Editor's note: An earlier version of this article incorrectly reported that Natus had announced preliminary guidance for Q4 2015. The Motley Fool and the author regret the error.
Natus Medical (NTUS) is scheduled to report earnings on Wednesday before the bell. It'll likely be a bit anticlimactic, given that the medical-device maker pre-announced many of its fourth-quarter numbers so management could discuss them at the J.P. Morgan Healthcare Conference earlier this month. But the earnings conference call could still give investors a better look at what's ahead for Natus Medical.
What we know
Fourth-quarter revenue should come in around $100 million, according to management's preliminary tally of its sales. While that's a reasonable 6.4% higher than the year-ago quarter, it's slightly lower than management's previous guidance of $102 million to $105 million.
Management blamed the miss on their expectations for $4 million in sales under Natus' new contract with the Venezuelan Ministry of Health that didn't materialize. Apparently, the government never made the prepayment for the contract, so Natus Medical didn't ship any product. Fortunately, the issue seems to be worked out, so Natus has $5 million of revenue baked into its guidance for the current quarter and $60 million for the full year.
Natus Medical didn't release preliminary fourth-quarter earnings. We'll have to wait for the report to see how close the company got to its adjusted earnings guidance of $0.47 to $0.49 per share.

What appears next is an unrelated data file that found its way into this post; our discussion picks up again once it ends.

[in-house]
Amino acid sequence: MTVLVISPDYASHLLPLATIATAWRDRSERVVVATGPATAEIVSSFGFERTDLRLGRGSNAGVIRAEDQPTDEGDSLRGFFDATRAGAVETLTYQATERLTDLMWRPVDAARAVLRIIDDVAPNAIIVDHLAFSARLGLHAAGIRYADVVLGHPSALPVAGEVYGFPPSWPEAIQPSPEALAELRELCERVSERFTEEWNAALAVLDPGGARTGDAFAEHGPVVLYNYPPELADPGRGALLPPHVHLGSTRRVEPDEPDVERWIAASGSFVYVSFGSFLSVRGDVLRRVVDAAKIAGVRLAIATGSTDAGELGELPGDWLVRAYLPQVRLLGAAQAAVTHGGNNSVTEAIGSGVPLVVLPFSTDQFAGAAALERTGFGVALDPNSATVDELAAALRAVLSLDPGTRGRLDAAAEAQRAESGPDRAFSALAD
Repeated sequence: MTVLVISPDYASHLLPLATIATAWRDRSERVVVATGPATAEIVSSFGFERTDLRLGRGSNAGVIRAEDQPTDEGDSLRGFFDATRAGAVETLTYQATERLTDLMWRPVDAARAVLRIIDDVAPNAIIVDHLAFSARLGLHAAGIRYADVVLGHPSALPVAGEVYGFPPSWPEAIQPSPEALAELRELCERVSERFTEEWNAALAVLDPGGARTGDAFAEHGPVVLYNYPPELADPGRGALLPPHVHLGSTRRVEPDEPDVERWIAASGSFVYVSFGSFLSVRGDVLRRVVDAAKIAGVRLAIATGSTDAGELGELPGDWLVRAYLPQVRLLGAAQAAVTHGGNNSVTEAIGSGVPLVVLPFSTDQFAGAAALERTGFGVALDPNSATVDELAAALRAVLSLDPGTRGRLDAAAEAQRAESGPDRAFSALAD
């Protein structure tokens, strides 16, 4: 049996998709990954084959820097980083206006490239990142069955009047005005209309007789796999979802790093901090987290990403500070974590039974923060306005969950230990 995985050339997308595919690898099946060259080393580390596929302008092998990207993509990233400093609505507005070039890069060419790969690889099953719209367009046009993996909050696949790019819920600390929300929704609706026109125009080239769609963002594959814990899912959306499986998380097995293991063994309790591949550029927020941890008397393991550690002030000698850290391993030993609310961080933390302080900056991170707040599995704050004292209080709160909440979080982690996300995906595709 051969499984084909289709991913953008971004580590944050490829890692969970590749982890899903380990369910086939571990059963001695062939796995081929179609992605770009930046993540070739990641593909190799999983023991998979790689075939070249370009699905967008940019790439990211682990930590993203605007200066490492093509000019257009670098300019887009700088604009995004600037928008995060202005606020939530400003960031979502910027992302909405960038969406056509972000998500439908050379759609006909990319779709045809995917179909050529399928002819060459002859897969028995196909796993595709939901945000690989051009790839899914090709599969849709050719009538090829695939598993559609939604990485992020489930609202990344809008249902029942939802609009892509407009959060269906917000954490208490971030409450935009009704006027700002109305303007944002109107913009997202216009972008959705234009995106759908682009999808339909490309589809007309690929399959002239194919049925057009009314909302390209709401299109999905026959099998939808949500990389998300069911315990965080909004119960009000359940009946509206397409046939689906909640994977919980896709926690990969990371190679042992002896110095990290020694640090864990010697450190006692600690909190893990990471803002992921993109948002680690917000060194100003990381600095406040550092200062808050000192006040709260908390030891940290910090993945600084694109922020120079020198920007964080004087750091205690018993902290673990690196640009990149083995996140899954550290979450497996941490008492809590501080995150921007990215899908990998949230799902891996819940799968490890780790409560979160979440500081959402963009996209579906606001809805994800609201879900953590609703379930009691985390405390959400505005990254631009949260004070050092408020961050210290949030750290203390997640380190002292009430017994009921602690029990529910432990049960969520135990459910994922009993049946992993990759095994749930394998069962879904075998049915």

Management even handed out first-quarter guidance already. The company is looking for revenue of $96.5 million to $97.5 million and believes it can produce adjusted earnings of $0.34 to $0.35 per share, an increase of 10% to 13% over the first quarter of 2015. Not too shabby.
One thing to watch
Natus Medical's move into services -- particularly Peloton, its newborn hearing-screening outsourcing service, and NicView, which allows friends and families to see newborns in neonatal intensive-care units over the Internet -- seems to be working well. Natus announced that it signed up an additional 17 hospitals to use Peloton during the fourth quarter.
The big question is: What's next? The company has been a serial acquirer, after all.
Peloton was developed internally, but both NicView and another service, Global Neuro-Diagnostics, which offers brain tests, were both acquired last year. The service businesses have helped Natus increase its margins, and they should continue to grow as the services sign up more customers.
That isn't to say Natus has to buy a service company. But a company that makes medical devices that complement its own medical devices could help boost margins by giving the sales reps more products to hock.
Don't expect president and CEO James Hawkins to give too much away on its specific targets -- no sense in letting the competition know and bid up the price -- but a little more color on the types of additions the company is looking for will go a long way toward helping investors figure out Natus Medical's future path.